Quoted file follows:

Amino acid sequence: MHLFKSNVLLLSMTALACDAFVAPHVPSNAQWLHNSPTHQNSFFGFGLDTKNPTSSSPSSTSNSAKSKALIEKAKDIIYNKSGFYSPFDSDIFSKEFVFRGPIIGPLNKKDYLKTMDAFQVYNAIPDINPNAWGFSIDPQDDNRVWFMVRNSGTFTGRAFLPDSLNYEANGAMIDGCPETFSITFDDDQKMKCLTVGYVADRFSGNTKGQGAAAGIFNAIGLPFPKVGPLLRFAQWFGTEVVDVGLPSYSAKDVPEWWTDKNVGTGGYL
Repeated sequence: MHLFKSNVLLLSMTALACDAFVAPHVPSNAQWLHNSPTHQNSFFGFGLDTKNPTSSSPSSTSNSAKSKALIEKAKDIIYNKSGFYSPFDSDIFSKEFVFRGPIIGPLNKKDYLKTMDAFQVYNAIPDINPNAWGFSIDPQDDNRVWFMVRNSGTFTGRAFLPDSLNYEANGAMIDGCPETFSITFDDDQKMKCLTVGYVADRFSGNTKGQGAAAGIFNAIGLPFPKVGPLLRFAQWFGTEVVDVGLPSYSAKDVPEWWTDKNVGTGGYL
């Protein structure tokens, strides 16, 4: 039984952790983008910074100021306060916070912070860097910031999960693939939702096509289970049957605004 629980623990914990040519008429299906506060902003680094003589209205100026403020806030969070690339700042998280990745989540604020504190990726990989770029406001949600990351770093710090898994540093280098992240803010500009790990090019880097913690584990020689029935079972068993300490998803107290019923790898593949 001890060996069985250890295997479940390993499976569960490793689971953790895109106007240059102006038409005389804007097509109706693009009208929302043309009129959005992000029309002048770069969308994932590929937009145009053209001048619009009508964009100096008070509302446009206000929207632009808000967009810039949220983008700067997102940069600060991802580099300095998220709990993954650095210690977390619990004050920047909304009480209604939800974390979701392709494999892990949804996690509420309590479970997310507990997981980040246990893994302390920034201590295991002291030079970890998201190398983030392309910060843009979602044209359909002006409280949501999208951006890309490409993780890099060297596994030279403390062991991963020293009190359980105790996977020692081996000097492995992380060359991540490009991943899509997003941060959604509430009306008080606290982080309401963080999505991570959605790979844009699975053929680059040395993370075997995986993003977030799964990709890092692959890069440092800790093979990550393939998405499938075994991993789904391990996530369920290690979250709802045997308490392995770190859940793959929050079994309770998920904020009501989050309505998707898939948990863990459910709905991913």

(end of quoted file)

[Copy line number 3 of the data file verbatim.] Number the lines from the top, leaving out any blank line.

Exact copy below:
């Protein structure tokens, strides 16, 4: 039984952790983008910074100021306060916070912070860097910031999960693939939702096509289970049957605004 629980623990914990040519008429299906506060902003680094003589209205100026403020806030969070690339700042998280990745989540604020504190990726990989770029406001949600990351770093710090898994540093280098992240803010500009790990090019880097913690584990020689029935079972068993300490998803107290019923790898593949 001890060996069985250890295997479940390993499976569960490793689971953790895109106007240059102006038409005389804007097509109706693009009208929302043309009129959005992000029309002048770069969308994932590929937009145009053209001048619009009508964009100096008070509302446009206000929207632009808000967009810039949220983008700067997102940069600060991802580099300095998220709990993954650095210690977390619990004050920047909304009480209604939800974390979701392709494999892990949804996690509420309590479970997310507990997981980040246990893994302390920034201590295991002291030079970890998201190398983030392309910060843009979602044209359909002006409280949501999208951006890309490409993780890099060297596994030279403390062991991963020293009190359980105790996977020692081996000097492995992380060359991540490009991943899509997003941060959604509430009306008080606290982080309401963080999505991570959605790979844009699975053929680059040395993370075997995986993003977030799964990709890092692959890069440092800790093979990550393939998405499938075994991993789904391990996530369920290690979250709802045997308490392995770190859940793959929050079994309770998920904020009501989050309505998707898939948990863990459910709905991913």